Recorded amid the dissolution of her marriage to actor Sean Penn, 'Like a Prayer' was Madonna’s most introspective and eclectic album to date. Unlike the three that came before, it blended classic psychedelic rock with then-current synth-pop sounds. And now, a quarter-century after its March 21, 1989 release, it doesn’t sound a bit dated. Lyrically, it’s about growing up, moving on from bad romance, and getting right with God and family. At least two of the songs center on the death of Madonna’s mother, a childhood trauma that had a strong part in making the singer who she is.
Before 'Like a Prayer' was even released, Madonna made it clear this wouldn’t be just another album. Three weeks before the release, she debuted the video for the title track, the first of five top 20 Hot 100 singles spawned from the album. Featuring depictions of murder, interracial love, and cross burnings, the clip juxtaposed notions of religious and sexual ecstasy, leaving some folks puzzled and just about everyone talking. Catholics denounced her; Pepsi dropped ads featuring her (and ended plans to sponsor her tour). Fans, of course, ate it up.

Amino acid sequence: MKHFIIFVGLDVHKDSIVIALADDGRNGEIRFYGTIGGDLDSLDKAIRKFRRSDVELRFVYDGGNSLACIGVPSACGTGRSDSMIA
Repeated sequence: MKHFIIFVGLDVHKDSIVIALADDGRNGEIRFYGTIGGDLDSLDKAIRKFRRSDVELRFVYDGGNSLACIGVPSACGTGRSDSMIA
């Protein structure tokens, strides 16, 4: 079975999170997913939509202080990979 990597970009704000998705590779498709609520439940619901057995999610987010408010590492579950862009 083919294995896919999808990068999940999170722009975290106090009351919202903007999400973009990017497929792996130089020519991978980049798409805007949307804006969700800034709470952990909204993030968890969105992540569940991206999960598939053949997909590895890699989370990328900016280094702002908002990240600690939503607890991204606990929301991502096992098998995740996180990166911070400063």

Controversy aside, 'Like a Prayer' is among Madonna’s finest moments, and over the next 10 tracks, its namesake album never lets up. It’s funky, poignant, and even a little kooky. And while Madonna is the quintessential singles artist, this chart-topping LP stands as one of her most fully realized collection of songs. Read on for our classic track-by-track review.
To read Billboard's track-by-track review visit: www.billboard.com/articles/review